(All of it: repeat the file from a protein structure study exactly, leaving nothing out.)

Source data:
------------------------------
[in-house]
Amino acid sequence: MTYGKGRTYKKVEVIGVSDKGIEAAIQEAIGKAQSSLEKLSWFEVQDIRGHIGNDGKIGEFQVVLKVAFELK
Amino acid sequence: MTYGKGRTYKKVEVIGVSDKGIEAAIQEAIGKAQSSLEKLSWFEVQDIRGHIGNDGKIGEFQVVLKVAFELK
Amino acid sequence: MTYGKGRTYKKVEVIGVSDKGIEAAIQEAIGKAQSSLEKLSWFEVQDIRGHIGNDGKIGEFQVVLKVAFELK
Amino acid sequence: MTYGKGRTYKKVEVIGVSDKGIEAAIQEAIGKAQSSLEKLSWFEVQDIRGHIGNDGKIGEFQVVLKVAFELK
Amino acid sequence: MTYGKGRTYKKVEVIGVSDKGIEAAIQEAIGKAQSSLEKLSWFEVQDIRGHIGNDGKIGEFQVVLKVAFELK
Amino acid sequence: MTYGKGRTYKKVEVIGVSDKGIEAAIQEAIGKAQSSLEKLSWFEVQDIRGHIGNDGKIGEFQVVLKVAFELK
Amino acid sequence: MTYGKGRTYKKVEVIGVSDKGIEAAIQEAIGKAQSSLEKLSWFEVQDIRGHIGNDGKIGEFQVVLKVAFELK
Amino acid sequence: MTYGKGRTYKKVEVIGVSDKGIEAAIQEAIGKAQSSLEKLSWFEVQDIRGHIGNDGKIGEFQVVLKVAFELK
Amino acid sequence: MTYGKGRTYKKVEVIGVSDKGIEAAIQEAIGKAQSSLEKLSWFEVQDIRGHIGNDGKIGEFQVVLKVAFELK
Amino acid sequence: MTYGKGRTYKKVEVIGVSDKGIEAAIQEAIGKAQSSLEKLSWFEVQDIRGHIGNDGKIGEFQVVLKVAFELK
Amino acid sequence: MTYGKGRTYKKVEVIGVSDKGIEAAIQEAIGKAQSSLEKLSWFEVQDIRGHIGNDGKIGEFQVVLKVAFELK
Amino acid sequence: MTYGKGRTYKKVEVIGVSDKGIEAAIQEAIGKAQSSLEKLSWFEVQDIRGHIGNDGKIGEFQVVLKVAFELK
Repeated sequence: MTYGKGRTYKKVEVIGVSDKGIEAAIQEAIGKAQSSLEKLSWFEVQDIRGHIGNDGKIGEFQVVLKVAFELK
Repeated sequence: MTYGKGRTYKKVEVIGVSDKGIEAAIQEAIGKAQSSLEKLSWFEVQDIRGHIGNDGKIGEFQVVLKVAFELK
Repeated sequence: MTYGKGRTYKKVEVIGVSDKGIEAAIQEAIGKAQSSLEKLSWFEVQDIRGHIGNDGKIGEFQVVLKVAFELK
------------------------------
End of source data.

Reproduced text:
[in-house]
Amino acid sequence: MTYGKGRTYKKVEVIGVSDKGIEAAIQEAIGKAQSSLEKLSWFEVQDIRGHIGNDGKIGEFQVVLKVAFELK
Amino acid sequence: MTYGKGRTYKKVEVIGVSDKGIEAAIQEAIGKAQSSLEKLSWFEVQDIRGHIGNDGKIGEFQVVLKVAFELK
Amino acid sequence: MTYGKGRTYKKVEVIGVSDKGIEAAIQEAIGKAQSSLEKLSWFEVQDIRGHIGNDGKIGEFQVVLKVAFELK
Amino acid sequence: MTYGKGRTYKKVEVIGVSDKGIEAAIQEAIGKAQSSLEKLSWFEVQDIRGHIGNDGKIGEFQVVLKVAFELK
Amino acid sequence: MTYGKGRTYKKVEVIGVSDKGIEAAIQEAIGKAQSSLEKLSWFEVQDIRGHIGNDGKIGEFQVVLKVAFELK
Amino acid sequence: MTYGKGRTYKKVEVIGVSDKGIEAAIQEAIGKAQSSLEKLSWFEVQDIRGHIGNDGKIGEFQVVLKVAFELK
Amino acid sequence: MTYGKGRTYKKVEVIGVSDKGIEAAIQEAIGKAQSSLEKLSWFEVQDIRGHIGNDGKIGEFQVVLKVAFELK
Amino acid sequence: MTYGKGRTYKKVEVIGVSDKGIEAAIQEAIGKAQSSLEKLSWFEVQDIRGHIGNDGKIGEFQVVLKVAFELK
Amino acid sequence: MTYGKGRTYKKVEVIGVSDKGIEAAIQEAIGKAQSSLEKLSWFEVQDIRGHIGNDGKIGEFQVVLKVAFELK
Amino acid sequence: MTYGKGRTYKKVEVIGVSDKGIEAAIQEAIGKAQSSLEKLSWFEVQDIRGHIGNDGKIGEFQVVLKVAFELK
Amino acid sequence: MTYGKGRTYKKVEVIGVSDKGIEAAIQEAIGKAQSSLEKLSWFEVQDIRGHIGNDGKIGEFQVVLKVAFELK
Amino acid sequence: MTYGKGRTYKKVEVIGVSDKGIEAAIQEAIGKAQSSLEKLSWFEVQDIRGHIGNDGKIGEFQVVLKVAFELK
Repeated sequence: MTYGKGRTYKKVEVIGVSDKGIEAAIQEAIGKAQSSLEKLSWFEVQDIRGHIGNDGKIGEFQVVLKVAFELK
Repeated sequence: MTYGKGRTYKKVEVIGVSDKGIEAAIQEAIGKAQSSLEKLSWFEVQDIRGHIGNDGKIGEFQVVLKVAFELK
Repeated sequence: MTYGKGRTYKKVEVIGVSDKGIEAAIQEAIGKAQSSLEKLSWFEVQDIRGHIGNDGKIGEFQVVLKVAFELK